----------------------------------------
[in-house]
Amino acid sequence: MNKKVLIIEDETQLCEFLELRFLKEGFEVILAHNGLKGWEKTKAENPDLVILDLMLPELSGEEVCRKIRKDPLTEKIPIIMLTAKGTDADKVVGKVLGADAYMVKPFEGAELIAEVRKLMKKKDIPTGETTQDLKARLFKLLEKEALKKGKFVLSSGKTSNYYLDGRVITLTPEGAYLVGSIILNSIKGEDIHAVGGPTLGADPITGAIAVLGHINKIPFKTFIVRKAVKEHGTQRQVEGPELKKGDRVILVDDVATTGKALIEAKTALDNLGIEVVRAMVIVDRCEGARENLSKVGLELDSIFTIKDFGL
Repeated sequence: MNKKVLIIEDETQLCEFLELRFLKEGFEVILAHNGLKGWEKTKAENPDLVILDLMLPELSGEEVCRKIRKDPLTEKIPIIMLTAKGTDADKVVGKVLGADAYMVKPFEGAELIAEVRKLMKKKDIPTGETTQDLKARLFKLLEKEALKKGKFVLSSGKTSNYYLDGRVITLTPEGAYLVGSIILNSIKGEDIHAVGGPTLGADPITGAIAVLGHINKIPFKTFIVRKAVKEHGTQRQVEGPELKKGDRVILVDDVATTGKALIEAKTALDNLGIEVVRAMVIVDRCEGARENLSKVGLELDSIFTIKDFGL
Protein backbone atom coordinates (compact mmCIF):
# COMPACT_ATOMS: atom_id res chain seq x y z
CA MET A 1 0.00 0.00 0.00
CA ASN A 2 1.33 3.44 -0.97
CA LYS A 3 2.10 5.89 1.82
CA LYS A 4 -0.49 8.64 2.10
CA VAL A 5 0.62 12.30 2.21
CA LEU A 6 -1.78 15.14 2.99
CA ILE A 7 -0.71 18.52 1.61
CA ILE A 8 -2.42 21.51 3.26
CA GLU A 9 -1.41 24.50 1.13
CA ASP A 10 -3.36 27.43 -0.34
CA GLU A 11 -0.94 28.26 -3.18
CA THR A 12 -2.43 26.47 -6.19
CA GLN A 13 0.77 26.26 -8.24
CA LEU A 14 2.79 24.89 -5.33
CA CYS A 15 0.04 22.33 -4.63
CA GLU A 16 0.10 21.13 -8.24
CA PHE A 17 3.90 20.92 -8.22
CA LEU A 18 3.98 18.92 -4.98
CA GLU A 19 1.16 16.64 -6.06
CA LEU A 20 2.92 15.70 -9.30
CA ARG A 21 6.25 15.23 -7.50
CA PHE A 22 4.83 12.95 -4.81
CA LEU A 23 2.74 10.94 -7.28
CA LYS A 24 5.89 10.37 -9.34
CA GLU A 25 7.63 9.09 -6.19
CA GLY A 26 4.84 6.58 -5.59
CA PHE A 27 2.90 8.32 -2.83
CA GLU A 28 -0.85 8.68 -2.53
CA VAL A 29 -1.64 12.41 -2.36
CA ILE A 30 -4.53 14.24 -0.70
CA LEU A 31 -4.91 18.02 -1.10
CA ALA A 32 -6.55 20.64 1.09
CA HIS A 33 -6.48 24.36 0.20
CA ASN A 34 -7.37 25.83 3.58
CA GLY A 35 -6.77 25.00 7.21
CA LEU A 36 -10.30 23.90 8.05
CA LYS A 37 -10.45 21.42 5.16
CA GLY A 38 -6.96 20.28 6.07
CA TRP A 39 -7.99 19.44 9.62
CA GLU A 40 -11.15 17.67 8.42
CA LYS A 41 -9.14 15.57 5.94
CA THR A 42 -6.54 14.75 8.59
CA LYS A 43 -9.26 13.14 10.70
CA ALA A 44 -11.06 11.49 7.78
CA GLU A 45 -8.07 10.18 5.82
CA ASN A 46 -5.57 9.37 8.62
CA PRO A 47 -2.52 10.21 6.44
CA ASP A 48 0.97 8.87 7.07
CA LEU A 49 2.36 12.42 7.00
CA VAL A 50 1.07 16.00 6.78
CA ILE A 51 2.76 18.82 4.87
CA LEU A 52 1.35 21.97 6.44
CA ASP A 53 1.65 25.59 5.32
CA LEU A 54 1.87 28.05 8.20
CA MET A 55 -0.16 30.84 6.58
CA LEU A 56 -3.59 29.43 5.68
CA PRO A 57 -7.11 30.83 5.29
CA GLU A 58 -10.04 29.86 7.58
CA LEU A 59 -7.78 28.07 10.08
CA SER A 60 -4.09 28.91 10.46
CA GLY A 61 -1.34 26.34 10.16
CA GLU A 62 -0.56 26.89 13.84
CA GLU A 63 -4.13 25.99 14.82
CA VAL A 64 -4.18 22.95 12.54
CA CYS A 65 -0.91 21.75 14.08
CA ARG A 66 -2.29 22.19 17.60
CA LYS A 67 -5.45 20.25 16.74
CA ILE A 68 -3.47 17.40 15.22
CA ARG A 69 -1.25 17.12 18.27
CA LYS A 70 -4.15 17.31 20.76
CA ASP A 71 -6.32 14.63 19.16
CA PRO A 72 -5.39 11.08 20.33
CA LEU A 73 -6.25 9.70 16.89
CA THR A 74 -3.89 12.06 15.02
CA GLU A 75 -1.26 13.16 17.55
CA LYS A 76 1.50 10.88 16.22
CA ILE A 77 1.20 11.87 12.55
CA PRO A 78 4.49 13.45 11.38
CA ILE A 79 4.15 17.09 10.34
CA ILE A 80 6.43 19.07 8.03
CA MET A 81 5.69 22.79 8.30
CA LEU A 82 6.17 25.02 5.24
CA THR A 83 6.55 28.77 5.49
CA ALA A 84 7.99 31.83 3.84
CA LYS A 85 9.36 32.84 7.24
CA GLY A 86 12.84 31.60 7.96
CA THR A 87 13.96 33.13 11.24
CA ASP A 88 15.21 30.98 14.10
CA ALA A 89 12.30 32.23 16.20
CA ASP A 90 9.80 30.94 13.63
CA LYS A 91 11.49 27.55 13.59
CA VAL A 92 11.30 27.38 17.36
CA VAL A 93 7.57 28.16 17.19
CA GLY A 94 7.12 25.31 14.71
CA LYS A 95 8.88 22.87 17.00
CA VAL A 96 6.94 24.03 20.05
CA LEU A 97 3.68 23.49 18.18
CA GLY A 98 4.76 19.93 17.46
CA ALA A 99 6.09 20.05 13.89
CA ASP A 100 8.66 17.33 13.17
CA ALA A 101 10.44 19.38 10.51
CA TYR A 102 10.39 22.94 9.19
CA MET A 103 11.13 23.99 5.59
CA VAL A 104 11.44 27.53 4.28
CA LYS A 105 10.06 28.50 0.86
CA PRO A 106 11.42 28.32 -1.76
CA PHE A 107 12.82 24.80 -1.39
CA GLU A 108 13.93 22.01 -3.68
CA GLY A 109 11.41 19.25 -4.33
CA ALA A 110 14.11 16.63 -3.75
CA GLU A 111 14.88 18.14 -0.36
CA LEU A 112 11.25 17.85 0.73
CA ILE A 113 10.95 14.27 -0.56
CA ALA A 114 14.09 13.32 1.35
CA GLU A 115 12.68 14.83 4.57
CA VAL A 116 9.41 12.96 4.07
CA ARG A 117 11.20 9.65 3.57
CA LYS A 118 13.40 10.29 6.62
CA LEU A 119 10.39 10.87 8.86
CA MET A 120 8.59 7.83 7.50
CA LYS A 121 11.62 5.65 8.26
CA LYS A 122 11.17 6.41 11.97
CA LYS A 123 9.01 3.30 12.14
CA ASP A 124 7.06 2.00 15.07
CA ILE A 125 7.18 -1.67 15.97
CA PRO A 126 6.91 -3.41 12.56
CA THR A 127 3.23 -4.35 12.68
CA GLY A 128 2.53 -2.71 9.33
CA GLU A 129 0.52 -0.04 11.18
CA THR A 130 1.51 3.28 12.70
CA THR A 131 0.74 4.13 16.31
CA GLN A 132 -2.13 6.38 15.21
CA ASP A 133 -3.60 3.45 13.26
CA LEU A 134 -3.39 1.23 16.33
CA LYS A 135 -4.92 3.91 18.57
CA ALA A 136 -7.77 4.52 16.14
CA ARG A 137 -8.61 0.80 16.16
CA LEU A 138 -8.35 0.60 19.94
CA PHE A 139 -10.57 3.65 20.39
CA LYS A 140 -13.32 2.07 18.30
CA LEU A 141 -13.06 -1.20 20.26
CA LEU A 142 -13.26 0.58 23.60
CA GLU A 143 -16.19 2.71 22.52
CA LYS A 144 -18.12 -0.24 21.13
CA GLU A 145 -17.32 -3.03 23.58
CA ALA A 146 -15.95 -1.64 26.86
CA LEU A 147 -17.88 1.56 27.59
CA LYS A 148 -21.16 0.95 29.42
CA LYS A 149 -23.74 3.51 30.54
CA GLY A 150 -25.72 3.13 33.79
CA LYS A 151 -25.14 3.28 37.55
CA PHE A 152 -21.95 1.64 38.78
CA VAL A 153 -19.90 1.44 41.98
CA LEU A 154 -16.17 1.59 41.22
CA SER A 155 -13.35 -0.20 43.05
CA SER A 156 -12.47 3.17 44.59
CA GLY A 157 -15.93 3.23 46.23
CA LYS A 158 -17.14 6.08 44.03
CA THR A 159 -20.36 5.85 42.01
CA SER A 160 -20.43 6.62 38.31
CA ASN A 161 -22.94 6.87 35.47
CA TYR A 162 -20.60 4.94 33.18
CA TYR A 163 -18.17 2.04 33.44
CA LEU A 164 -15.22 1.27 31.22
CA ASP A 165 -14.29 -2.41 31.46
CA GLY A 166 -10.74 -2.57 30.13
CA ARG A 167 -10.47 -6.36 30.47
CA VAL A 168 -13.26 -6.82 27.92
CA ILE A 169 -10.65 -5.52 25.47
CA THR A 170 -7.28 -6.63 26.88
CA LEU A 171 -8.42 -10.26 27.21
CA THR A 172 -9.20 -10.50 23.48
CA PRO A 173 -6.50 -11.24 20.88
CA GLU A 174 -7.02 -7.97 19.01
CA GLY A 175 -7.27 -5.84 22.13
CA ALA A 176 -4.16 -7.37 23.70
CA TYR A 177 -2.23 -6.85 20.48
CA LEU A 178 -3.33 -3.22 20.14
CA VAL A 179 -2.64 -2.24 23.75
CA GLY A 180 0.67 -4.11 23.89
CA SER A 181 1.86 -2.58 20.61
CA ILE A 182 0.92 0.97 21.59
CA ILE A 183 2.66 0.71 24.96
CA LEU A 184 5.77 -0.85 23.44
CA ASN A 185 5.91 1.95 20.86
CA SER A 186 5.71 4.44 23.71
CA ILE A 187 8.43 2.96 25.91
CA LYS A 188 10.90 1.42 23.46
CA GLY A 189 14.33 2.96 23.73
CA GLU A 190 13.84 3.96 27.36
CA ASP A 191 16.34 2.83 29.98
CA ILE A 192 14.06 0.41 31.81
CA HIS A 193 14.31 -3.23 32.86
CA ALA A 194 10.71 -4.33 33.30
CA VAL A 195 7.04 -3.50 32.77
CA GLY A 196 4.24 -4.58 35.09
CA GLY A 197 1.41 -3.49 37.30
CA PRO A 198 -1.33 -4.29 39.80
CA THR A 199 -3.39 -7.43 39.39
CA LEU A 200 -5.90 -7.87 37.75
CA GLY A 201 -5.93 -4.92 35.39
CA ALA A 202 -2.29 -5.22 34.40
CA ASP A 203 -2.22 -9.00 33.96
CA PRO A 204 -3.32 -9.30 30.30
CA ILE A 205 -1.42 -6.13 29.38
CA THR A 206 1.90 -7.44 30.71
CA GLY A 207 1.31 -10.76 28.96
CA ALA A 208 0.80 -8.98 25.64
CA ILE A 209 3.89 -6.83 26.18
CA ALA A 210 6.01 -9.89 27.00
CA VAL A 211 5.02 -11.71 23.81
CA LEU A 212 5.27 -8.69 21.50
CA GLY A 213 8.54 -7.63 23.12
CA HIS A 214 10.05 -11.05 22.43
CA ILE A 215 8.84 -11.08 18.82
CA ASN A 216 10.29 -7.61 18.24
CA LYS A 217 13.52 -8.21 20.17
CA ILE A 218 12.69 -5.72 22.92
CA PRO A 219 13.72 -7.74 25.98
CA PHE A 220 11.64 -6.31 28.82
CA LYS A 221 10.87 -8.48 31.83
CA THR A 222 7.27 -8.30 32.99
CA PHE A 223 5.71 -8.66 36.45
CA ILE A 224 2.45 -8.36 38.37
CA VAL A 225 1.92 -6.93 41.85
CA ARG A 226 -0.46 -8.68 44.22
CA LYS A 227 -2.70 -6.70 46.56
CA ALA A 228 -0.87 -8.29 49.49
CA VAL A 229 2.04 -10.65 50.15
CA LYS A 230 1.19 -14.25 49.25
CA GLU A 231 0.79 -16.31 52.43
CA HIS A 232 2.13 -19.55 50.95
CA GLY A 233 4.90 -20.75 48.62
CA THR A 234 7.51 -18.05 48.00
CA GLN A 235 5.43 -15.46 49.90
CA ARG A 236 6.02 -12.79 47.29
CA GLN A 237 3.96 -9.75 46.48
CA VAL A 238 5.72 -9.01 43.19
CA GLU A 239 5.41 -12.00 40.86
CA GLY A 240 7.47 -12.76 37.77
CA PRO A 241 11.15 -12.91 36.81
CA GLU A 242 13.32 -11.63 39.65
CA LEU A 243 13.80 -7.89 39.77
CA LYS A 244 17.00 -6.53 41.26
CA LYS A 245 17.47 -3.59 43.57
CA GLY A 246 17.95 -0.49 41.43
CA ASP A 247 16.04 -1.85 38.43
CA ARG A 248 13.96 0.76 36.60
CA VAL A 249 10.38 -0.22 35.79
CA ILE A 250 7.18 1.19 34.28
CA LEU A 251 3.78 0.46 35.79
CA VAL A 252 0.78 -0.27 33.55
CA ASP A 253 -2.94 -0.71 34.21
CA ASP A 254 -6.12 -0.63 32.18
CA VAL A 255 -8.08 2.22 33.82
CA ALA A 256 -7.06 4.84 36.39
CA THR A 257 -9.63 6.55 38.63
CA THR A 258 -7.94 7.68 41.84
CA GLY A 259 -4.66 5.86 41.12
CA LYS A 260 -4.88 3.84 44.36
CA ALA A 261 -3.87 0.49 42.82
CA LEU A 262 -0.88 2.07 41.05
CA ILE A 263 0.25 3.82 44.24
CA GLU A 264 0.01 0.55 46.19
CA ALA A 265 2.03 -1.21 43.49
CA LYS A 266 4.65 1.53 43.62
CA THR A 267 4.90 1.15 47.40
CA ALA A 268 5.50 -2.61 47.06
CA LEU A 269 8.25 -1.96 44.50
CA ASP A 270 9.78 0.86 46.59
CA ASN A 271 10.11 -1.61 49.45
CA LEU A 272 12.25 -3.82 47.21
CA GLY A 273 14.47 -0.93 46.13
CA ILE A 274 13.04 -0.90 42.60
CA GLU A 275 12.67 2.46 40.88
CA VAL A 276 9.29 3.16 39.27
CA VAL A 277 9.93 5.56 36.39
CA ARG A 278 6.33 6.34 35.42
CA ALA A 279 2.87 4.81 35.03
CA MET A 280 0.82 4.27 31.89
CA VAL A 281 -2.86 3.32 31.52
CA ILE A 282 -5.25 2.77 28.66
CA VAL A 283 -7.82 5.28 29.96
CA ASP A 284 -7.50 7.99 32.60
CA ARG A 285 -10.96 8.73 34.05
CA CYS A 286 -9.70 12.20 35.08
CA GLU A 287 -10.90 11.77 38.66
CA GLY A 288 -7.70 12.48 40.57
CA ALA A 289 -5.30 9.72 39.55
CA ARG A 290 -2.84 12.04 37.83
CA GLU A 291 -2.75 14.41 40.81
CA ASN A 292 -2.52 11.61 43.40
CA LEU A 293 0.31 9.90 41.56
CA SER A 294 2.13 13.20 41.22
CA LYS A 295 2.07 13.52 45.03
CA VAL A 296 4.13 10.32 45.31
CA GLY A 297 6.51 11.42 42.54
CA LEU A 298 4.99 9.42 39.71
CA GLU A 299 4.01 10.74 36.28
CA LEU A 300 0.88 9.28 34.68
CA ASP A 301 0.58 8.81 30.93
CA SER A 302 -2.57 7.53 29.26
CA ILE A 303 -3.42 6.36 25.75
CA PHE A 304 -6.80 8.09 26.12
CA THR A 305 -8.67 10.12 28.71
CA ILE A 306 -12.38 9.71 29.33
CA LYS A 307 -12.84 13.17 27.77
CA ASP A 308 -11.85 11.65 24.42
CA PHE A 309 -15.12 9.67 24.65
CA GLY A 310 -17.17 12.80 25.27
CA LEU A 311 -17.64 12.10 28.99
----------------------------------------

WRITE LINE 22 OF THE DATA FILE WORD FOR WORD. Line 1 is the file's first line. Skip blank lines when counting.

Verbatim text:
CA PHE A 17 3.90 20.92 -8.22